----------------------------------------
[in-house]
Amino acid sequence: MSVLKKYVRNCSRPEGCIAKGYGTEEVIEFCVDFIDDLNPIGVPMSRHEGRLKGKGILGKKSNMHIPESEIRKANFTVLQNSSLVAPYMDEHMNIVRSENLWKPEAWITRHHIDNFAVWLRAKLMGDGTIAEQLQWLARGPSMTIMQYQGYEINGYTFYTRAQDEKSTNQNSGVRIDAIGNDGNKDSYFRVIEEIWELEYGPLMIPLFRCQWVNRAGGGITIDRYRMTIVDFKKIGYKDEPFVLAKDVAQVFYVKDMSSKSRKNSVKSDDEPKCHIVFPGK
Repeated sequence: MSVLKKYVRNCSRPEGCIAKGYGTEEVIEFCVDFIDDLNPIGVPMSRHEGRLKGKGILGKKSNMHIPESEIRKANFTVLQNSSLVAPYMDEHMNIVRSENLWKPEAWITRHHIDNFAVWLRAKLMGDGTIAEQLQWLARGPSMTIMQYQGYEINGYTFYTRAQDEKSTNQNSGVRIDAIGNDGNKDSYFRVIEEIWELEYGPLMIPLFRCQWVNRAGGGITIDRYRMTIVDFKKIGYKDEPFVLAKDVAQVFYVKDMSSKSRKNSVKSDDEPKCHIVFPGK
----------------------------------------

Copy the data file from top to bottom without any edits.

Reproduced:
[in-house]
Amino acid sequence: MSVLKKYVRNCSRPEGCIAKGYGTEEVIEFCVDFIDDLNPIGVPMSRHEGRLKGKGILGKKSNMHIPESEIRKANFTVLQNSSLVAPYMDEHMNIVRSENLWKPEAWITRHHIDNFAVWLRAKLMGDGTIAEQLQWLARGPSMTIMQYQGYEINGYTFYTRAQDEKSTNQNSGVRIDAIGNDGNKDSYFRVIEEIWELEYGPLMIPLFRCQWVNRAGGGITIDRYRMTIVDFKKIGYKDEPFVLAKDVAQVFYVKDMSSKSRKNSVKSDDEPKCHIVFPGK
Repeated sequence: MSVLKKYVRNCSRPEGCIAKGYGTEEVIEFCVDFIDDLNPIGVPMSRHEGRLKGKGILGKKSNMHIPESEIRKANFTVLQNSSLVAPYMDEHMNIVRSENLWKPEAWITRHHIDNFAVWLRAKLMGDGTIAEQLQWLARGPSMTIMQYQGYEINGYTFYTRAQDEKSTNQNSGVRIDAIGNDGNKDSYFRVIEEIWELEYGPLMIPLFRCQWVNRAGGGITIDRYRMTIVDFKKIGYKDEPFVLAKDVAQVFYVKDMSSKSRKNSVKSDDEPKCHIVFPGK